Every Living Thing: How Pope Francis, Evangelicals, and other Christian Leaders are Inspiring All of Us to Care for Animals

An Interview with Christine Gutleben of The Humane Society of the United States

In Pope Francis’ encyclical Laudato Si, he tasks the entire world with a greater care and concern for creation. In recent years, one major area in which this call has been heeded on a practical level is the recent alliance between pro-lifers and pro-animal welfare activists. As someone who is convinced that Christians have a moral obligation to care for animals and oppose cruelty, I’m a proponent of the work of the Humane Society of the United States, which has a great history of promoting animal welfare, particularly among Christians. Christine Gutleben is the Senior Director of Faith Outreach for the Humane Society, and she recently spoke with me about both the history and the future of this noble cause.

Christopher White (CW): The Humane Society has a deeply entrenched historical relationship with Christian leaders. Can you give us some background on this?

Christine Gutleben (CG): The Humane Society of the United States has acknowledged the important role of faith in animal advocacy since it was founded 60 years ago.  The first Chairman of the Board, Robert Chenoweth, said during his first annual presentation to the members of HSUS, Our faith is that there is a God who created all things and put us here on earth to live together.  Our creed is that love and compassion is due from the strong to the weak.”  Since then, two previous Presidents of The HSUS were clergy and their leadership spanned 35 years, more than half of the organization’s existence.  One of them, John Hoyt, was a Presbyterian minister and he described his work with The HSUS as a ministry that benefited both people and animals.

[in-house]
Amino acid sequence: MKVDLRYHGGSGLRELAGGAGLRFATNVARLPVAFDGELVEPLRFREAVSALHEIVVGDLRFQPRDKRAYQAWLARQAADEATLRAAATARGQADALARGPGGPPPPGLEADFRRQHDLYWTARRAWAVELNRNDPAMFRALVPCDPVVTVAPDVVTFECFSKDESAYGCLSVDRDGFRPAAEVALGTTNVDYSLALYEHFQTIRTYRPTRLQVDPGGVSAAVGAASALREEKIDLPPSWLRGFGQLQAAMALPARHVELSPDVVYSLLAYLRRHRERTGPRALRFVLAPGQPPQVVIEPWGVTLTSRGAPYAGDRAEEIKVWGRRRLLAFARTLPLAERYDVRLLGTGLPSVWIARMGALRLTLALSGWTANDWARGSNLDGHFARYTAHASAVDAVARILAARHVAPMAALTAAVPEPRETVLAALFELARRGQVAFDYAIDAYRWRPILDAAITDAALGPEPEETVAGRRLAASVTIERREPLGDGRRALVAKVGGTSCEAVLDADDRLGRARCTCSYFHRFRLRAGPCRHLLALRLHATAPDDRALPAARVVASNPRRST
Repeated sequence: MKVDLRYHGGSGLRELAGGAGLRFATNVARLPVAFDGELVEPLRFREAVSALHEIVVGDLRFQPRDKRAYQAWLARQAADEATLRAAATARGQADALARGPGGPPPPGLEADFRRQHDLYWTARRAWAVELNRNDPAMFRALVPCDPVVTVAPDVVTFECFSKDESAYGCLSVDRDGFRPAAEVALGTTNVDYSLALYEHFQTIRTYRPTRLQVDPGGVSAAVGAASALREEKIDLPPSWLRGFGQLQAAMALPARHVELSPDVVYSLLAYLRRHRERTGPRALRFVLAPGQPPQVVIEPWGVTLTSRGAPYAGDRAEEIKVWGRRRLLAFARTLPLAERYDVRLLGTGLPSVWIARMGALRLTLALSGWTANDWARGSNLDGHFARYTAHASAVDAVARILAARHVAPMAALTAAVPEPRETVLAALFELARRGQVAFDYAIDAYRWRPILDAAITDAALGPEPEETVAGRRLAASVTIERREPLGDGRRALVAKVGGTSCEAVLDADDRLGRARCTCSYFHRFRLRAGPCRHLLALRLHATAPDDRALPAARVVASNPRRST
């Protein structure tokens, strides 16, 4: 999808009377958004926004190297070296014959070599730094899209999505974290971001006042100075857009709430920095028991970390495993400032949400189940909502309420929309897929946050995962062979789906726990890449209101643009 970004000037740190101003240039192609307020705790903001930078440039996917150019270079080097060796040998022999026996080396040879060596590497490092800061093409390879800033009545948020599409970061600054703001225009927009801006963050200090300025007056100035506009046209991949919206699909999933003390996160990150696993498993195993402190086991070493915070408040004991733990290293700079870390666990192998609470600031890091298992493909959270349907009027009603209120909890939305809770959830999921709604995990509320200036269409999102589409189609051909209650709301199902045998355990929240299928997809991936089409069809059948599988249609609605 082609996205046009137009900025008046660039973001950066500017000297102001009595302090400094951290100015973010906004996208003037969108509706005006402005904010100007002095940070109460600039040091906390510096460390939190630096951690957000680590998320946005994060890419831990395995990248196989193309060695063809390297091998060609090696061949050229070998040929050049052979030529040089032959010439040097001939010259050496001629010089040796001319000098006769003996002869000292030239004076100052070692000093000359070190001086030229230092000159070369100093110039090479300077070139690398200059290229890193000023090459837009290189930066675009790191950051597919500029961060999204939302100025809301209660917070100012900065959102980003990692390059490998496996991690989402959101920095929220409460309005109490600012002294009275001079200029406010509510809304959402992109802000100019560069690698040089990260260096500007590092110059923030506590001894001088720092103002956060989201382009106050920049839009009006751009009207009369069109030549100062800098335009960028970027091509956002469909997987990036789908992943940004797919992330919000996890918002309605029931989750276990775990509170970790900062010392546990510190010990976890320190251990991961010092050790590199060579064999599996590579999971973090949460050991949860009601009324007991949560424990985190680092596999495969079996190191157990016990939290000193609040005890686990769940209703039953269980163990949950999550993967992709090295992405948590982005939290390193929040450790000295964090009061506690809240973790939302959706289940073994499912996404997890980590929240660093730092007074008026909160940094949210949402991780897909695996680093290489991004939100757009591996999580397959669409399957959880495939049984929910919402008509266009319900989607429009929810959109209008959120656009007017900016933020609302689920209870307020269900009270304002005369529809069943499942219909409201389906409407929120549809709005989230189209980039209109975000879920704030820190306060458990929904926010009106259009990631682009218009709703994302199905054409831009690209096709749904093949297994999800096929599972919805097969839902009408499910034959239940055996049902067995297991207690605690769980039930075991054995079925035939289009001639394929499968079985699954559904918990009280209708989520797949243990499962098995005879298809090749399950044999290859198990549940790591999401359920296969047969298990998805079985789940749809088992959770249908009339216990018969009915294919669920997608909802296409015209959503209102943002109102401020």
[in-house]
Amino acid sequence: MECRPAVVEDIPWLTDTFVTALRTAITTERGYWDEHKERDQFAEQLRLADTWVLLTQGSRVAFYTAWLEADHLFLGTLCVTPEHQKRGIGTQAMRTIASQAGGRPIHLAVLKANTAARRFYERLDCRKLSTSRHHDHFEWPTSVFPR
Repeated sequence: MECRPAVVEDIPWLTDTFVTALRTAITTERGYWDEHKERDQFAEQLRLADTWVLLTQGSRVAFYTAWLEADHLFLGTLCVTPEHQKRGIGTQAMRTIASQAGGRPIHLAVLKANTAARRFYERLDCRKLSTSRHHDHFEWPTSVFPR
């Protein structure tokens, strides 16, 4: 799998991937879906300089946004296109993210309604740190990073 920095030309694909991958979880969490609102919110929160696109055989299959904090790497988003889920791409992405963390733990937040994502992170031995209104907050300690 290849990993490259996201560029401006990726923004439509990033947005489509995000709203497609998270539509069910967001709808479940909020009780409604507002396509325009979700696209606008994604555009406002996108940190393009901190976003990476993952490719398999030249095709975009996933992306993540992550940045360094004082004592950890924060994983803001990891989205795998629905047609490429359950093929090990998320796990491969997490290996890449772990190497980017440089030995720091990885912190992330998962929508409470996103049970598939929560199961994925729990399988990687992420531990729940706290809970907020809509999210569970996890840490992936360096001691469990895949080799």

CW: Why, in your opinion, should people of faith—particularly Christians—care about animals?

CG: My primary goal at The HSUS is to encourage people to think about our dealings with animals in moral terms.  Animal welfare is less about animals than it is about ourselves and our values.  And Christian values are grounded in caring for the “least of these.”  The Bible is clear that we are to extend God’s mercy to the vulnerable and this includes the animal kingdom.   Read More


A Pro-life, Pro-animal Welfare Movement

Millennial writer Christoper White has a new article at Crux. He writes:

If certain individuals or organizations lobby for the protection of animals, might they want to extend their sympathies to all vulnerable creatures, such as unborn children?

The reverse, however, also deserves consideration: Wouldn’t it behoove pro-lifers to rethink their own attitude toward animal welfare and our eating choices? And even if one is not fully convinced that we’re ethically obligated to give up eating animals entirely, then might such deference toward animal welfare serve as an invitation for pro-choice animal activists to confront their own inconsistencies?

Perhaps in all of this, there is the real possibility that in showing mercy towards animals — be it abstinence from meat or simply taking smaller steps, such as rejecting factory farming — that this entire movement might serve as a gateway to a deeper embrace of the concept of mercy that Francis has staked his papacy on and manifest itself in all sorts of ways.

You can read the full article here.